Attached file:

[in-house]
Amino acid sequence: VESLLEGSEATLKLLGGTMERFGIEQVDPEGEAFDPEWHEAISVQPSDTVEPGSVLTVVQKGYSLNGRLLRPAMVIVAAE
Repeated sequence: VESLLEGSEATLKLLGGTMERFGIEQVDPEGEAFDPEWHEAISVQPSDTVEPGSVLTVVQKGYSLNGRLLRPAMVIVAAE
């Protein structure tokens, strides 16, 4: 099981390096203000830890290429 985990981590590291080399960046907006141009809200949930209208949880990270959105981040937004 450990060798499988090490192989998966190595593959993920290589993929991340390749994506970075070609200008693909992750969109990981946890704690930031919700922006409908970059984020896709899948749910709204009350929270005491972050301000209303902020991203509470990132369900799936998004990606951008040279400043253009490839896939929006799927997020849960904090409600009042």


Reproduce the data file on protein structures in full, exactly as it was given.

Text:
[in-house]
Amino acid sequence: VESLLEGSEATLKLLGGTMERFGIEQVDPEGEAFDPEWHEAISVQPSDTVEPGSVLTVVQKGYSLNGRLLRPAMVIVAAE
Repeated sequence: VESLLEGSEATLKLLGGTMERFGIEQVDPEGEAFDPEWHEAISVQPSDTVEPGSVLTVVQKGYSLNGRLLRPAMVIVAAE
């Protein structure tokens, strides 16, 4: 099981390096203000830890290429 985990981590590291080399960046907006141009809200949930209208949880990270959105981040937004 450990060798499988090490192989998966190595593959993920290589993929991340390749994506970075070609200008693909992750969109990981946890704690930031919700922006409908970059984020896709899948749910709204009350929270005491972050301000209303902020991203509470990132369900799936998004990606951008040279400043253009490839896939929006799927997020849960904090409600009042």